11. Héng xíng 橫行 is translated here as forcing the movement. Héng means horizontal, perverse, unexpected and harsh. Xíng means to move, step and circulate. In case of using strong pungent herbs, the movement of qi is sometimes quite strong and can be bit unexpected. Like eating very hot chili.
  12. Xià 下 means under, below, down, downward and to descend.
  13. Ruǎn jiān 軟堅 has standard translation of soften nodules. Ruǎn means flexible, pliable, gentle and soft. Later in the translated chapter, it is said that the heart enjoys this softness or flexibility, but is harmed by huǎn 緩 explained earlier. Jiān 堅 is the same described earlier in note 5.
  14. Lì qiào 利竅 is often translated as promoting defecation and urination, but the term has many meanings. Lì means favorable, advantageous, beneficial and to promote. In acupuncture points it means good for something. Qiào means holes and orifices as in eyes, ears, mouth etc.
  15. Shèn xiè 滲泄 is most often translated as eliminating dampness or wetness. Shèn means to seep, ooze or soak through. Xiè means to leak, drip, disperse, reduce, vent, release, discharge and flow.


All medicines have either cold, hot, warm or cool qi.
They are sour, bitter, sweet, pungent or salty in taste.
Qi is yang, taste is yin.
Strong qi is yang within yang, and mild [qi] is yin within yang.
Strong flavor is yin within yin, and mild [flavor] is yang within yin.
Mildness of qi causes release and dispersion; strong [qi] causes heat or warming.
The intensity of the taste discharges, lowers and drains. The mildness [of taste] opens.
Pungent and sweet disperse and are yang.
Sour and bitter can induce emesis or purgation and are yin.
Salty taste can cause emesis or purgation and is yin.
Bland taste can remove dampness and is yang.
Light and clear lifts and floats being yang.
Heavy and turbid sinks and descends being yin.
Yangqi produces the upper openings.
Yinqi produces the lower openings.
Clear yang spreads to the couli.
Turbid yin passes to the five zang-organs.
Clear yang strengthens the four limbs.
Turbid yin passes through six fu.
This is yin and yang.


All light and hollow medicines are floating and rising.
The thick and concrete sink and lower.
The mildness of flavors lifts and gives birth. It is like spring.
The mildness of qi descends and gathers. It is like autumn.
The strength of qi floats and grows. It’s like summer.
The strength of taste sinks and stores. It’s like winter.
The harmony of flavors transforms and completes. It’s like earth.
The strong qi and mild flavor is floating and rising.
The strong flavor and mild qi is sinking and lowering.
When qi and flavor are both strong, they can float and sink at the same time.
When qi and taste are both mild, they can cause rising and falling at the same time.
Salty does not lift up.
Pungent and sweet do not lower.
Cold does not float.
Hot does not sink.
This is the right way of ascending and lowering, floating and sinking.


Lǐ Shízhēn says:
That which is rising, lead it with salty and cold to sink into the lower burner.
That which is sinking, lead it with wines to float up, all the way to mountain top.
Just as from the root things rise, from the branches things fall. Young rise upward – ripe [fruits] fall
downwards. Just like ascending and descending in things, it is the same in men.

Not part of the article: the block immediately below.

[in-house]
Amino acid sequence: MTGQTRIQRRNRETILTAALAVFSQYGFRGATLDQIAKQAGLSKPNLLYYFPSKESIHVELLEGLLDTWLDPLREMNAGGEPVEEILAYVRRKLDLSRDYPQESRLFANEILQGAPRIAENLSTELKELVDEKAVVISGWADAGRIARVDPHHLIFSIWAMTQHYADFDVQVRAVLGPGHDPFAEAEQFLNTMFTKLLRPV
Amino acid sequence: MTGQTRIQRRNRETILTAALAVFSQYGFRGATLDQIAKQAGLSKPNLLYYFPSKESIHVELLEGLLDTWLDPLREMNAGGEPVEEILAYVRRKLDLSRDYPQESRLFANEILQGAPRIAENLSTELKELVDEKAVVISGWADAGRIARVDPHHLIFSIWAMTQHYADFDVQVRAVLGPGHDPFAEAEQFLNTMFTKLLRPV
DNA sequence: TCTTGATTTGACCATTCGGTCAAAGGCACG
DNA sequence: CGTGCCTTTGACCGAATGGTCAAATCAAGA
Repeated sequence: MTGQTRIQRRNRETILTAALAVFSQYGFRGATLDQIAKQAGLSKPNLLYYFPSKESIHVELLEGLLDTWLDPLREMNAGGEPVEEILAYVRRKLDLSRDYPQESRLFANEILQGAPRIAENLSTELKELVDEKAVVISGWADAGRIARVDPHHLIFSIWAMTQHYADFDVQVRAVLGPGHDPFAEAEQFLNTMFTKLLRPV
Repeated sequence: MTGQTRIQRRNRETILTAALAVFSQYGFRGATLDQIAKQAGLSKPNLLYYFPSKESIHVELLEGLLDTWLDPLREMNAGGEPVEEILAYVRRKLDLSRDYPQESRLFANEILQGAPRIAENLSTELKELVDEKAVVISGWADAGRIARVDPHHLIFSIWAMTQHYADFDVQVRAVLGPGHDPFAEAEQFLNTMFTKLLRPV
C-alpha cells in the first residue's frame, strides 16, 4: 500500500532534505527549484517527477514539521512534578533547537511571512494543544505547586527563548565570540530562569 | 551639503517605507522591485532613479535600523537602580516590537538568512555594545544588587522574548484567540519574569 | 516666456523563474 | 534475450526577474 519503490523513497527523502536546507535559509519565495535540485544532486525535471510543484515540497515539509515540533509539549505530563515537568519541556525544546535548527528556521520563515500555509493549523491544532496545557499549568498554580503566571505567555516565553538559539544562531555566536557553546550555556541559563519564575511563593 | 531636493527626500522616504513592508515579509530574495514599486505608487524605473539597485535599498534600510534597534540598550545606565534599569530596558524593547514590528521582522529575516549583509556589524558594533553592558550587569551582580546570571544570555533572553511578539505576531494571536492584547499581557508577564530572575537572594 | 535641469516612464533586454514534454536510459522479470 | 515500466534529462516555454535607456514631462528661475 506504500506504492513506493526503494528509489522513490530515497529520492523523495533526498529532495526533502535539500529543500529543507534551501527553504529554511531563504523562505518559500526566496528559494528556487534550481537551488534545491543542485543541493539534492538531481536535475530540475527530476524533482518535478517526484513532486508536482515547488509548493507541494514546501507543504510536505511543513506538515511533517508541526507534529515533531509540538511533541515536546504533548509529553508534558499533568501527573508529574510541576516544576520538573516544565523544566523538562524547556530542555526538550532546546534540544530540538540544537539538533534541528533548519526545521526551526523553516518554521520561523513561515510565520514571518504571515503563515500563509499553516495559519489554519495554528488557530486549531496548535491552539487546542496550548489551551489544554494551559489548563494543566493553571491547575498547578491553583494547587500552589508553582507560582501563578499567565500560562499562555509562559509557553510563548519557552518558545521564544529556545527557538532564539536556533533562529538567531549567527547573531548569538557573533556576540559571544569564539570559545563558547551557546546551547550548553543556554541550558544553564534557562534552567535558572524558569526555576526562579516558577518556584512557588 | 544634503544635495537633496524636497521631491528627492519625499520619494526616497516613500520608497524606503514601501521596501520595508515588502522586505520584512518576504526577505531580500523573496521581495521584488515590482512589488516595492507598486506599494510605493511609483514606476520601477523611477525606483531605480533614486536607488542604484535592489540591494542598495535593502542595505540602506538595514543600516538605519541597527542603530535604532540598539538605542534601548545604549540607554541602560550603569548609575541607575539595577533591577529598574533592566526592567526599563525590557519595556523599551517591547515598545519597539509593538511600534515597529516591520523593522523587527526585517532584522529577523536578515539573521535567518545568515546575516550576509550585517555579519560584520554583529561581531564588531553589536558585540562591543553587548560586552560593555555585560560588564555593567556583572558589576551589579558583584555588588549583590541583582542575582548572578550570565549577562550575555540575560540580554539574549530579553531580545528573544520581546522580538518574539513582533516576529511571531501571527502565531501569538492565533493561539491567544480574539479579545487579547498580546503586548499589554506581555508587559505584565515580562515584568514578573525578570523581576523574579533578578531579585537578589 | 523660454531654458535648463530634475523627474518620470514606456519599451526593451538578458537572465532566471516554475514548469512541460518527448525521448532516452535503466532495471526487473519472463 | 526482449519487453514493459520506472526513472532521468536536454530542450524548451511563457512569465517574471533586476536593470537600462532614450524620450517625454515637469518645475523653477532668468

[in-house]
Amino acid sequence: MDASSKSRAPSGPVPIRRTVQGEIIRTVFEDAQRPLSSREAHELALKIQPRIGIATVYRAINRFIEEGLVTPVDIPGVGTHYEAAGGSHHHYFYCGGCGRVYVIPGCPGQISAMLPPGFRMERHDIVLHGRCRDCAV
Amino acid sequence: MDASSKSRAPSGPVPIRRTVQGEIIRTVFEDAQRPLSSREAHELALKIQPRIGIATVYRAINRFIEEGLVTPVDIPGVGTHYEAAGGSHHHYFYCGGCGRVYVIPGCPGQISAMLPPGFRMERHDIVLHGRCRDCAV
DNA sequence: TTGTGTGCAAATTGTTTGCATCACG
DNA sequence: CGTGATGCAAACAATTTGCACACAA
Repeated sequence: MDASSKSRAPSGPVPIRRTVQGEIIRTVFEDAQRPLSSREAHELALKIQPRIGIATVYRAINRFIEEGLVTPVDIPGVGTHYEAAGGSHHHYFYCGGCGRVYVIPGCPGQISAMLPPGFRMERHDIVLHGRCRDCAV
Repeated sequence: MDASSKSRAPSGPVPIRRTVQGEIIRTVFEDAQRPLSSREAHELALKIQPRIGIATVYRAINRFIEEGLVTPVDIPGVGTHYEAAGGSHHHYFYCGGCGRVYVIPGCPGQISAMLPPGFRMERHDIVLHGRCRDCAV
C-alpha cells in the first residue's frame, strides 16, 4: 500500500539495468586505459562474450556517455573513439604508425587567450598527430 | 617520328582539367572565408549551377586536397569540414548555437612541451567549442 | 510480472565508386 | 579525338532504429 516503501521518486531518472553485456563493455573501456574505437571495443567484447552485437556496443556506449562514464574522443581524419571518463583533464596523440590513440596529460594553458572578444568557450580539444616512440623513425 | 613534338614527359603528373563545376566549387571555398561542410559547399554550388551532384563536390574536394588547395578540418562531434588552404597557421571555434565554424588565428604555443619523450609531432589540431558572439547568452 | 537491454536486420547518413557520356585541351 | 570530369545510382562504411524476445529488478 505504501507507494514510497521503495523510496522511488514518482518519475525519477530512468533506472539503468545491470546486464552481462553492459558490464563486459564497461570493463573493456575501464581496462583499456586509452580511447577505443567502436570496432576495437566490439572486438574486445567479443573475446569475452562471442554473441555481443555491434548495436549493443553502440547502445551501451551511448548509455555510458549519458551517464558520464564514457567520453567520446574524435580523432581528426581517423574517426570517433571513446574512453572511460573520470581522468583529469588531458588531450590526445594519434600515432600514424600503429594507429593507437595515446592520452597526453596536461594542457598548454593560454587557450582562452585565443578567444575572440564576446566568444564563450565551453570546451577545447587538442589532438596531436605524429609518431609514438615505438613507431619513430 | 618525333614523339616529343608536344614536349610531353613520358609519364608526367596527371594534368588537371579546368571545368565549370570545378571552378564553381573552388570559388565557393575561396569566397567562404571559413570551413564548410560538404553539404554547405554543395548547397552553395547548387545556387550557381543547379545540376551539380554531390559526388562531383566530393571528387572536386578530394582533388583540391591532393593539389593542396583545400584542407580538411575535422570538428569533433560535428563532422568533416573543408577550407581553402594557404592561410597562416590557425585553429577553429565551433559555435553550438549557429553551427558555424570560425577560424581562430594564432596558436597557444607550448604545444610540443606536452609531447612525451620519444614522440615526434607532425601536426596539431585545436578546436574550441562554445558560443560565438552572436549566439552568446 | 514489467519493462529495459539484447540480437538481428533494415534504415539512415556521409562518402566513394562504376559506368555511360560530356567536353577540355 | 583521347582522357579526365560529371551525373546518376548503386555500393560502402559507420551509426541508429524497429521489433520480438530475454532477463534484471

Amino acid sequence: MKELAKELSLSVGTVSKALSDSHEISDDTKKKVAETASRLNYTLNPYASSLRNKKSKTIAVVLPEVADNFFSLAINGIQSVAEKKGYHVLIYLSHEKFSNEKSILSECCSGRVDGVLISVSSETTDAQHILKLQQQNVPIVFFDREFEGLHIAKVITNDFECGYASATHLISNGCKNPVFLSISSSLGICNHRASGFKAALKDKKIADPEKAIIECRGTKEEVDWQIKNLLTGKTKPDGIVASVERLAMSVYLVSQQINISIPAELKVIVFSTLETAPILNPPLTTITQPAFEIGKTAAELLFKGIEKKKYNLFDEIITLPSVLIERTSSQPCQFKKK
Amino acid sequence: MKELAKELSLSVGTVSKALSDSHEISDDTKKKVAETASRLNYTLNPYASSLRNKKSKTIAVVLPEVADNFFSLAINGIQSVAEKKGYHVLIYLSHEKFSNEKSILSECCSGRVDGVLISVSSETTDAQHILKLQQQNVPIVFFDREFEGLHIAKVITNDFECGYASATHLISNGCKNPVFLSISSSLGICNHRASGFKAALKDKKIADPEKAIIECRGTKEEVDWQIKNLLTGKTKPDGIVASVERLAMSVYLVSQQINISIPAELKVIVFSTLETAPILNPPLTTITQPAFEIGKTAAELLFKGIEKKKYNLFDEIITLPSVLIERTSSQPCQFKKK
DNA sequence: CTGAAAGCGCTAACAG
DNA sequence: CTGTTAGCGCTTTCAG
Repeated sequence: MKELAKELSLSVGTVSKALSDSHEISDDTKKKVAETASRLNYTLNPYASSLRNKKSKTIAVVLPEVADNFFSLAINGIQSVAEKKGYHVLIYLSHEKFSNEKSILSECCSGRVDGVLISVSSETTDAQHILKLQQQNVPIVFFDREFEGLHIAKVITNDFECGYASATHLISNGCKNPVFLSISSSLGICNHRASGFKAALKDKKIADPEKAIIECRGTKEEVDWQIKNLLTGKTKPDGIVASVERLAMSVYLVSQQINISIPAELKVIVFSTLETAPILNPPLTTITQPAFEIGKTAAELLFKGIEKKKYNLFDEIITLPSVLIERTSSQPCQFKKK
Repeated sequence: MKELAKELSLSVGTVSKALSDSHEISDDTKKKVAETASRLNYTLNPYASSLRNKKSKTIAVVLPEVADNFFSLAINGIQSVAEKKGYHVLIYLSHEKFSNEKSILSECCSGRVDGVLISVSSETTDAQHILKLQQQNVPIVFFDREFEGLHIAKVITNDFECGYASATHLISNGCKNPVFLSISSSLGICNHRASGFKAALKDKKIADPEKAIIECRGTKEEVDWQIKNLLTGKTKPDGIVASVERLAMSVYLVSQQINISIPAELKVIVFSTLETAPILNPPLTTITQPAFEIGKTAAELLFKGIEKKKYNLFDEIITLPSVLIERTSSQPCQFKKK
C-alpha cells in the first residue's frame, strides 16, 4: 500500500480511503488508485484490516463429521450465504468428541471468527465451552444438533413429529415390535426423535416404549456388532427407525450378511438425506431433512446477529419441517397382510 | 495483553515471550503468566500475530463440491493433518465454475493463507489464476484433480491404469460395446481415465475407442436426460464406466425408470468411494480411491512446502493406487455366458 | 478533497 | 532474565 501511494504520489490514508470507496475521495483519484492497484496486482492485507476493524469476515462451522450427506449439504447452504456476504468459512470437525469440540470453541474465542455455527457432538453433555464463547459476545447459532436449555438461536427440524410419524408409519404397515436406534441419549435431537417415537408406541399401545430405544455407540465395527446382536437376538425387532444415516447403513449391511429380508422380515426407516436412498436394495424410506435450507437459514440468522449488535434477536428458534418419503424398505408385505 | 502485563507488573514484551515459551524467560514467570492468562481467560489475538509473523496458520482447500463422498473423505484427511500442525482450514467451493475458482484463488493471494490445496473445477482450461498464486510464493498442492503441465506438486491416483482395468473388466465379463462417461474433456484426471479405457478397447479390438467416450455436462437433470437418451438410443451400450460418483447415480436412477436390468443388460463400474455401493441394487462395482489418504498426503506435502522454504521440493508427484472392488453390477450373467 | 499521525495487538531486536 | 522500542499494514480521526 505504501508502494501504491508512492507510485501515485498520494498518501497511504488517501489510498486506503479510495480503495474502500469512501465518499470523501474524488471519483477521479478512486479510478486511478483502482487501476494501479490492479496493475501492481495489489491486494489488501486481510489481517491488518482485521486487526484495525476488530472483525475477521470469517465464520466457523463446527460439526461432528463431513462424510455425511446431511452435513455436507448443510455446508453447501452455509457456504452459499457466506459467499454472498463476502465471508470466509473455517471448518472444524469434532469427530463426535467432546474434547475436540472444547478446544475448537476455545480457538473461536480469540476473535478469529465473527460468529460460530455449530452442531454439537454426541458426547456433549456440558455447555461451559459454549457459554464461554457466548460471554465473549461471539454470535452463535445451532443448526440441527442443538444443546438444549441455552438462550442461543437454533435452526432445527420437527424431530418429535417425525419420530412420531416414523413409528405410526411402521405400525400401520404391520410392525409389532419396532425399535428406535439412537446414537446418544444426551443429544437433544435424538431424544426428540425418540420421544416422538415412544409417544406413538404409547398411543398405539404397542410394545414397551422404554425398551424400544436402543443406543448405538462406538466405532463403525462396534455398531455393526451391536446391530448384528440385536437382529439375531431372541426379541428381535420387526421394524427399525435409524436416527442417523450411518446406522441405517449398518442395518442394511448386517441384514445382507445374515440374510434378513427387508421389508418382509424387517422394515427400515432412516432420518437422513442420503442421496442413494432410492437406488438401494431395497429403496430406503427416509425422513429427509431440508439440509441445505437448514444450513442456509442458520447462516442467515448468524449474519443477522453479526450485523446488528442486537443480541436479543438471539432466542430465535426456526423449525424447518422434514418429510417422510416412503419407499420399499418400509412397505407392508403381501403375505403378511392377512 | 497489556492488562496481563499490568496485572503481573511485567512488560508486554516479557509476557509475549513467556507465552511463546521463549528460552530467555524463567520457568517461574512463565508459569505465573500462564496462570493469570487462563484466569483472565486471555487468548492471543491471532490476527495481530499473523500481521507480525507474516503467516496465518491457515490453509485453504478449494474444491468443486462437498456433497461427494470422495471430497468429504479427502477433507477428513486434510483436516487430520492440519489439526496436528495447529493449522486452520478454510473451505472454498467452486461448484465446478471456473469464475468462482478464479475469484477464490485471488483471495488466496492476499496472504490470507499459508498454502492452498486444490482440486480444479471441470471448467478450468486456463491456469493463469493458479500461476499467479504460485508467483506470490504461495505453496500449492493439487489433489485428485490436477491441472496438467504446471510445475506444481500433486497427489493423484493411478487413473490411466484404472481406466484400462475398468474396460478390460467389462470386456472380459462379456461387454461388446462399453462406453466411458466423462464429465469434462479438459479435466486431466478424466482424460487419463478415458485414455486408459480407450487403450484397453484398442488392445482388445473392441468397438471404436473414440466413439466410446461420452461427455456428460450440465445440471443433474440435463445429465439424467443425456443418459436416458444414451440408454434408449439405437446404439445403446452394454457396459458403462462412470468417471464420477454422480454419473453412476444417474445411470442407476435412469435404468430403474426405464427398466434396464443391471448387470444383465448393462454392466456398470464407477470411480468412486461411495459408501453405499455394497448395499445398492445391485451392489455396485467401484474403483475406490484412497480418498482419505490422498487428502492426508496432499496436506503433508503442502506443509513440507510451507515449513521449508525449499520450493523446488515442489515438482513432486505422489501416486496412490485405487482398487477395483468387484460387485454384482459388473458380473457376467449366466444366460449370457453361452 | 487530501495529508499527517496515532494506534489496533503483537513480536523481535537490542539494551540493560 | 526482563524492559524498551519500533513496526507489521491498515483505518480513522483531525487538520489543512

All medicinal plants have their roots in the soil.
Their upper part lift and rise up, while the lower part go down and make it sink.
The seedling [rises] from the root and the tips of the roots go down into the ground.
The branches of the medicinal plant reach four borders.
The peel reaches the skin.
The heart and sprouts of the plant go into the zàng and fǔ organs.

When the substance is light, it lifts and goes to the heart and lungs.
Heavy ones go down and go to the liver and kidneys.
The hollow ones bring to the surface, and the heavy ones go inside and sink in.
Dry and dusty go to the area of qì. Soft and moist go to the area of blood.

This is the way of up and down, internal and external. Everything is the same everywhere.


All herbs with color green, sour taste and having qi of rancid smell naturally belong to the wood. They enter foot jueyin ie. liver and foot shaoyang ie. gallbladder meridians. (The liver and gallbladder are biǎo-lǐ/external-internal. The gallbladder is jiǎmù – 1st heavenly stem wood; the liver is yǐmù – 2nd heavenly stem wood.)


Those with red color, bitter taste and having qi of burnt smell naturally belong to the fire. They enter hand shaoyin ie. heart and hand taiyang ie. small intestine meridians. (The heart and small intestine are biǎo-lǐ. The small intestine is the 3rd heavenly stem fire and the heart is 4th heavenly stem fire.)


Those with yellow color, sweet taste and having qi of sweet smell naturally belong to the earth. They enter foot taiyin ie. spleen/pancreas and foot yangming ie. stomach meridians. (The spleen and stomach are biǎo-lǐ. The stomach is the 5th heavenly stem earth and the spleen is 6th heavenly stem earth.)


Those with white color, pungent/spicy taste and having qi of fishy smell naturally belong to the metal. They enter hand taiyin ie. lung and hand yangming ie. large intestine meridians. (The lung and large intestine are biǎo-lǐ. The large intestine is the 7th heavenly stem metal and the lung is 8th heavenly stem metal.)


Those with black color, salty taste and having qi of rotten smell naturally belong to the water. They enter foot shaoyin ie. kidney and foot taiyang ie. bladder meridians. (The kidneys and bladder are biǎo-lǐ. The bladder is the 9th heavenly stem water and the kidneys are 10th heavenly stem water.)